Allen Waxman

As early as college, Allen Waxman was identified as the kind of person who knew how to handle things, possessing a natural ability to approach difficult situations diplomatically.

As Senior Vice President & General Counsel, Allen Waxman brings a wealth of experience to his role at Eisai, having held past positions as partner at Kaye Scholer, LLP, and as general counsel at Pfizer.

This is why the dean at Dartmouth College, who served with him on a student board handling honor code violations, suggested that he should consider becoming an attorney to help others work through difficult challenges. It was an idea that stuck. Waxman is now senior vice president and general counsel of Eisai, where he is responsible for the stewardship and direction of the legal, government affairs, and public policy matters at the company.

For Waxman, the most fascinating part of his job is the daily interactions with people, and in particular, his interactions with his team. The general counsel says he has had both good and bad experiences with team leadership, but with experience comes wisdom.

“My first experience in house, I was like an over-enthusiastic kid with all of these big ideas about making changes,” he says. “I thought my enthusiasm was compelling, but the first time I did my 360 review it was pointed out to me that I wasn’t being mindful of how the changes I was pushing for impacted others. It was eye-opening and a great lesson in helping me to understand how what I do and the decisions I make directly affect others.”

“You have to like to develop people and interact with clients so you can find the best solutions for them.”

Waxman’s approach at Eisai is very team-centric, a requirement given the tall order he must fulfill each day. “We need to help our clients achieve their objectives while continuing to strengthen our health-care mission, which is putting patients first,” he explains. “We’re doing both all the time and at the same time.”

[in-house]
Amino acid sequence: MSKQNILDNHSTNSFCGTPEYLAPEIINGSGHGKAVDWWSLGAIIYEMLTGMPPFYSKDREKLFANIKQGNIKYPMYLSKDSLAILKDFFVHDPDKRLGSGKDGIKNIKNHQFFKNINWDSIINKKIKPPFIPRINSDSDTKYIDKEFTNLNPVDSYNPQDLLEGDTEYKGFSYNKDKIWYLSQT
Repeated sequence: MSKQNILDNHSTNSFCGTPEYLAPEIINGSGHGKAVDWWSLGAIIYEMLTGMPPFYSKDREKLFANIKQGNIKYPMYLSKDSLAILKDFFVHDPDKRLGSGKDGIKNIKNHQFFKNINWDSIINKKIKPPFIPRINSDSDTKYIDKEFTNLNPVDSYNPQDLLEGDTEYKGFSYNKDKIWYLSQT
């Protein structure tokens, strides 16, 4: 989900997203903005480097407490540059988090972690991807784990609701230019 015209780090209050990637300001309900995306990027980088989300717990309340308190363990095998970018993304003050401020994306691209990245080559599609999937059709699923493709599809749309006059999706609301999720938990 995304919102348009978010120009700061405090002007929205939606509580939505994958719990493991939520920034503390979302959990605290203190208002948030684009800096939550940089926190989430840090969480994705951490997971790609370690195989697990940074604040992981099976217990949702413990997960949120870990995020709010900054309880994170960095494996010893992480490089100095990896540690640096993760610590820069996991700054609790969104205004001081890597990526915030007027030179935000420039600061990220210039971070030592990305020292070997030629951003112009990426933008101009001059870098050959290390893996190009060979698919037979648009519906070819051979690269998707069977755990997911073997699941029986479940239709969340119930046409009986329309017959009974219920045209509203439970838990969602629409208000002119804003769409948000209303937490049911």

The general counsel says the whole—his team—is greater than the sum of its parts, and that he has a “fantastic” nine-member leadership team. “The two things that separate them from everyone else is their dedication to the company and its mission, and their values,” he says. “We’re talking about good-hearted, sharp people who have the best interests of patients in mind. They take ownership of their work and, because of that, they are very proud of the company and the ways in which they contribute to its success.”

An important factor in the team’s success is that Waxman encourages an atmosphere in which decisions can be challenged. While he says there’s a collective sense of objectives, there’s also an understanding that sometimes answers don’t come easy. “The team is diverse and it does well to challenge decision making and what’s sometimes too quickly believed to be the ‘right’ answer,” Waxman says. “Having a diverse team who challenges you is an importance force, both as a law and government affairs team and, more largely, for the company. Having a highly effective team—a bright team with a sense of purpose—leads to better outcomes for the company.”